Love is a player with the modern skill set of an ideal offensive stretch four, a big rebounder with an accurate shot. He ranked top-10 in both rebounds and three-pointers made, hitting threes at an impressive 38%, while also hitting 82% of his free throws and averaging 26.1 points and 12.5 rebounds per game. However, even after six years in the league, it is still unknown whether he can carry a team on his own. He does not have especially good court vision or passing ability, limiting how much the offense can run through him, and his defense and athleticism are both average at best. Because of these shortcomings, he is not a franchise cornerstone in the same way Chris Paul or LeBron James are, but he still has the skills to push a team from competitive to contender in the right situation. Three teams, the Golden State Warriors, the Chicago Bulls, and the Cleveland Cavaliers have emerged as the favorites to land the skilled power forward, but considering his unique skill set, each needs to consider how Love will fit on their team and affect the franchise not only next year, but over the next four or five years, especially since his contract is only guaranteed for next season.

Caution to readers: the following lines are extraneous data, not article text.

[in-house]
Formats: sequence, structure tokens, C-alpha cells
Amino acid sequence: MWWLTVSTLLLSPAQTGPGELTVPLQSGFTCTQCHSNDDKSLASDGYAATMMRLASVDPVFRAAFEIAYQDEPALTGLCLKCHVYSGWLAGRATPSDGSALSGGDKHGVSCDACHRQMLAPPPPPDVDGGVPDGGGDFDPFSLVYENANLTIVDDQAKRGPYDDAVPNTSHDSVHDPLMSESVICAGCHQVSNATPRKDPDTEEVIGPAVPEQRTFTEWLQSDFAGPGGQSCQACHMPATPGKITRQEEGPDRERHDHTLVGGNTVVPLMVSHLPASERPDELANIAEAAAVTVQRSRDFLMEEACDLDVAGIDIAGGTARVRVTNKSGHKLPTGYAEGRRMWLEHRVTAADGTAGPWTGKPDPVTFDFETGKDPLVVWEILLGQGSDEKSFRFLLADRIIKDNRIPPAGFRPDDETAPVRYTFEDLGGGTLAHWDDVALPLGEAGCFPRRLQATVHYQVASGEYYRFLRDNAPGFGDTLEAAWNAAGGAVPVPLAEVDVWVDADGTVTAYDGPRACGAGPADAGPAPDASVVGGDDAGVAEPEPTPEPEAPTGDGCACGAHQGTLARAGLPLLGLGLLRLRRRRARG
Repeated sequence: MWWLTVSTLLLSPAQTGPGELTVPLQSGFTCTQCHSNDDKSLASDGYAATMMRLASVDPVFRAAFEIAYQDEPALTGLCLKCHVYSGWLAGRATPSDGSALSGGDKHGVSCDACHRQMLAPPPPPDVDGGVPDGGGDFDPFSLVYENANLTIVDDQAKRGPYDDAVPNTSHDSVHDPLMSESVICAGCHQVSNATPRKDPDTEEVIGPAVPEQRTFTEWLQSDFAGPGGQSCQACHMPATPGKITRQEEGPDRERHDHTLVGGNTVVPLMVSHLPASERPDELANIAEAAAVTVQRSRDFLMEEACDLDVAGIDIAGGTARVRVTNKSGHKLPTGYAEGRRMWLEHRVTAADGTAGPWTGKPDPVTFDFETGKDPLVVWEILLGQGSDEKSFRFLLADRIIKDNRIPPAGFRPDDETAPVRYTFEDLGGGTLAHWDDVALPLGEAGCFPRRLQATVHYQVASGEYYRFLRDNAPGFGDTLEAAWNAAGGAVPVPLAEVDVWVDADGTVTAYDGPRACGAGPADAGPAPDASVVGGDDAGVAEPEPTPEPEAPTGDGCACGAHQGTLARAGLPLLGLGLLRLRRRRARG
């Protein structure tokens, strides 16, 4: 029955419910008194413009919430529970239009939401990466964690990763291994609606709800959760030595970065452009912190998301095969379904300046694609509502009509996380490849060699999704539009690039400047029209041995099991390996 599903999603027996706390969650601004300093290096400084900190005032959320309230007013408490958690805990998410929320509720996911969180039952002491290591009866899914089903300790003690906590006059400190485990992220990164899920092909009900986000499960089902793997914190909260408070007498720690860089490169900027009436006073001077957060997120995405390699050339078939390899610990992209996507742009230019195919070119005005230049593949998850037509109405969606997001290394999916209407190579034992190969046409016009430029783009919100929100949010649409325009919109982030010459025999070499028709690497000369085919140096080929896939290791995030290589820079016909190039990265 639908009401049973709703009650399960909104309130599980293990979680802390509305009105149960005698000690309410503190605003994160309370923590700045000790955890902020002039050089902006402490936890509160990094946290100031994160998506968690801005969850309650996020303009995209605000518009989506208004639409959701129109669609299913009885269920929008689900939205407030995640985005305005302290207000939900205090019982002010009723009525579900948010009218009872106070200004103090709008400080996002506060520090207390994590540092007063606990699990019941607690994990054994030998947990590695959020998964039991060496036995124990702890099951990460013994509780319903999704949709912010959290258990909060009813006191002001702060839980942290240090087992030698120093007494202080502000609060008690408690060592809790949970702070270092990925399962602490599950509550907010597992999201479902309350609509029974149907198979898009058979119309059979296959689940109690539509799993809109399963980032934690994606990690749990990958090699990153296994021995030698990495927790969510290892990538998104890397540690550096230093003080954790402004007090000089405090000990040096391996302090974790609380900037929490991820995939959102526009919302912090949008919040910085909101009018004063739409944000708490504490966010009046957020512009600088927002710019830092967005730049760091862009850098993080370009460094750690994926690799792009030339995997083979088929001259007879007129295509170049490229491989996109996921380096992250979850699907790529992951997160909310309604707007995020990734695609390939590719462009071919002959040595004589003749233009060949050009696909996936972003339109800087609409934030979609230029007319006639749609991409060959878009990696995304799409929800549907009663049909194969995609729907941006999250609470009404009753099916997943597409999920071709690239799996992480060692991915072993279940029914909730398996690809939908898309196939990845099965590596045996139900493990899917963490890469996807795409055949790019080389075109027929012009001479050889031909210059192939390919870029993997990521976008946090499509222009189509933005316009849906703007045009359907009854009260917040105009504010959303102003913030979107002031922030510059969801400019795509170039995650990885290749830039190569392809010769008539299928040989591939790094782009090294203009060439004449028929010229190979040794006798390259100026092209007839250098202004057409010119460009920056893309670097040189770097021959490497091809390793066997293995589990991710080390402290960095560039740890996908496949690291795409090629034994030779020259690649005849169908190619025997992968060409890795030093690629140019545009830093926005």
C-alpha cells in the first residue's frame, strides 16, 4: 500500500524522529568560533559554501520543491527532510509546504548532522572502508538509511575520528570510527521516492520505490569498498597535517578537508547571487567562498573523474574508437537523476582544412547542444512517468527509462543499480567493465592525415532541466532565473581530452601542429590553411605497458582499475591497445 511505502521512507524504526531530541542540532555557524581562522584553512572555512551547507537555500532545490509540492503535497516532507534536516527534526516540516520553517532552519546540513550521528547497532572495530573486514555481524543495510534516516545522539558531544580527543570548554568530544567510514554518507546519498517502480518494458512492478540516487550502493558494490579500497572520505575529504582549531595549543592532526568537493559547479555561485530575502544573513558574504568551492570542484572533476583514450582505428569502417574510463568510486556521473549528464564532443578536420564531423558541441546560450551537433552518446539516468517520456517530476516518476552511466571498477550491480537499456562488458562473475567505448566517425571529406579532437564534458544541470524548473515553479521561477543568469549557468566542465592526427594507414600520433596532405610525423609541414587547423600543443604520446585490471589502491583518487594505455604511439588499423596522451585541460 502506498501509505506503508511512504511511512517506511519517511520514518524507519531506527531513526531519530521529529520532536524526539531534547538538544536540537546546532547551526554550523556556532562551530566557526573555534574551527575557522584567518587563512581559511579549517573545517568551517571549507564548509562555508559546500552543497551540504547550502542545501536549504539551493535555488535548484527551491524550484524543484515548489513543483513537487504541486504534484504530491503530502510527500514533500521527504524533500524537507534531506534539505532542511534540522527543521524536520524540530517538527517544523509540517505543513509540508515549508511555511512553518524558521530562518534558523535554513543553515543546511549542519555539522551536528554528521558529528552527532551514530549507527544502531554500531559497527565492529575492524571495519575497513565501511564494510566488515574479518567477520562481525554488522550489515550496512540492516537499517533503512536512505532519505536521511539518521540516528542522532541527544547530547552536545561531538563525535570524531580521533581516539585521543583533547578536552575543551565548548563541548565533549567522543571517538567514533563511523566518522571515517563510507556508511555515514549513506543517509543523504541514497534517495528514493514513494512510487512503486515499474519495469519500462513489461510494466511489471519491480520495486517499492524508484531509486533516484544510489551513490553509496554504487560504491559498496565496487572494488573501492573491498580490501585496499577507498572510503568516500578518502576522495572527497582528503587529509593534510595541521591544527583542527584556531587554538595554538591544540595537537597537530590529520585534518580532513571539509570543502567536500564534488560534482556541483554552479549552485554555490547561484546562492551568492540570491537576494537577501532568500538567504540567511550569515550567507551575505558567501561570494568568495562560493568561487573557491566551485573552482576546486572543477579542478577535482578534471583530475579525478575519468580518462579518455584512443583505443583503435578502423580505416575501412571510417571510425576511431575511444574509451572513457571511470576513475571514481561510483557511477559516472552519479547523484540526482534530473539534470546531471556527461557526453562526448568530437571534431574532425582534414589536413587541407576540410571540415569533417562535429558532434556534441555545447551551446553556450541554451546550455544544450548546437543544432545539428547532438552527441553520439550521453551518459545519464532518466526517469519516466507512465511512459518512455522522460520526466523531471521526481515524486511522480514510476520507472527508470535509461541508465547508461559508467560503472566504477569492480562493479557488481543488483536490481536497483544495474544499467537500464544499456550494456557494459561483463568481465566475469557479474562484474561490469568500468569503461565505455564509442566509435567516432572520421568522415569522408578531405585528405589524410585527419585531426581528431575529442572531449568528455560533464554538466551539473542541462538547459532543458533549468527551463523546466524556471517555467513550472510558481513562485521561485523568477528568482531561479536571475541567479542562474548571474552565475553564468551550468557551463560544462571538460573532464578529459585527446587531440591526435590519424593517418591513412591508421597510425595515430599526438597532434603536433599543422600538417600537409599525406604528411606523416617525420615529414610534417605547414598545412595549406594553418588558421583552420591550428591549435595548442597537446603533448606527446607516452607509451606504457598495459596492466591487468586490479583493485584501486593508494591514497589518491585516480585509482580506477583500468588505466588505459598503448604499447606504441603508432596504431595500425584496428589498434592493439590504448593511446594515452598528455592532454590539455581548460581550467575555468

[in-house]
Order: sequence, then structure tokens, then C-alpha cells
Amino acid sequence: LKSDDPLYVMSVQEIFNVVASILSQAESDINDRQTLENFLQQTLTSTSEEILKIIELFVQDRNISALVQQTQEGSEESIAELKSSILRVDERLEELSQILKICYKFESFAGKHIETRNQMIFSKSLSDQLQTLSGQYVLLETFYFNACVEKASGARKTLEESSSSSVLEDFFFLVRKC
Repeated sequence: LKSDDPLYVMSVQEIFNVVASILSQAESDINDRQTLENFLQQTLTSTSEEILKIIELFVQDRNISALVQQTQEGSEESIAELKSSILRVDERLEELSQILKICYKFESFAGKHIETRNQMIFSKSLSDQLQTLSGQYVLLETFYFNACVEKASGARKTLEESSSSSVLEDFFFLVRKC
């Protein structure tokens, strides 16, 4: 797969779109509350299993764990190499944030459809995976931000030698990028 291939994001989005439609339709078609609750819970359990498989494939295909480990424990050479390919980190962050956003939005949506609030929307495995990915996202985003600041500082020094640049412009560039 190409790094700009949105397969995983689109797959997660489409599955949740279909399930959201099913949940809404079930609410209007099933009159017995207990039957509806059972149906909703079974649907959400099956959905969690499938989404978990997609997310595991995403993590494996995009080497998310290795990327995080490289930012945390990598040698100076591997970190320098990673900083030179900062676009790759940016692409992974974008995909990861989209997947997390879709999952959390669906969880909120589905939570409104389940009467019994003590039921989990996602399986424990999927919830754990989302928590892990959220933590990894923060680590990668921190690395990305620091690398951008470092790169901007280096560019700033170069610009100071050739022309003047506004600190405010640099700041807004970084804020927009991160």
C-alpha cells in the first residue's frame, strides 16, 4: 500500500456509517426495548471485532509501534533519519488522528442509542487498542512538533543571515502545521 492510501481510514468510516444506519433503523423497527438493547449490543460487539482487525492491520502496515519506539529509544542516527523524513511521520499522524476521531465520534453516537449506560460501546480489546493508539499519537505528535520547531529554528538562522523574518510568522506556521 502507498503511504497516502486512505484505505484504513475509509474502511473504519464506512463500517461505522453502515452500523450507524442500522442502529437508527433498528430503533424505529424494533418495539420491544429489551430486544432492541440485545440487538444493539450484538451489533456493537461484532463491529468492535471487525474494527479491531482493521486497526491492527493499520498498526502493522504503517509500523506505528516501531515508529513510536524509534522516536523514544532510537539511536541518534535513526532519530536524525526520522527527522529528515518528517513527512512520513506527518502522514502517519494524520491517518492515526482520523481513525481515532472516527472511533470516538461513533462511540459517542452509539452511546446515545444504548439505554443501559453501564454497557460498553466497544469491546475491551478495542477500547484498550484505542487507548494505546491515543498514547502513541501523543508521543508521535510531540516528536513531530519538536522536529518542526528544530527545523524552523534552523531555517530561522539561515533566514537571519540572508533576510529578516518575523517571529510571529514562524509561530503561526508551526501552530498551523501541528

The Golden State Warriors emerged as the early favorites for Love before the draft. Golden State appreciates Love’s ability to stretch the floor and the fact that he is five years younger than the guy he would be replacing, David Lee. Their big hangup is letting Klay Thompson go for Love. The Warriors love their sharpshooting wingman and are extremely hesitant about giving up the versatile Thompson for Love, so they continue to offer other players and assets instead, including Harrison Barnes. Even though I appreciate Thompson, I think it is worth giving him up for a player who fits their team so perfectly. Athletic wings who can shoot come along much more often than big, rebounding power forwards who can shoot, and Thompson is only a year and a half younger than Love. Even if they complete the trade without Thompson, it would be hard to resign both Thompson and Love without paying a significant luxury tax. If they do the deal with Lee, Thompson, and a future first round pick for Love and Kevin Martin, they will be able to replace most of what Thompson contributed with Martin and new signings Shaun Livingston and Brandon Rush.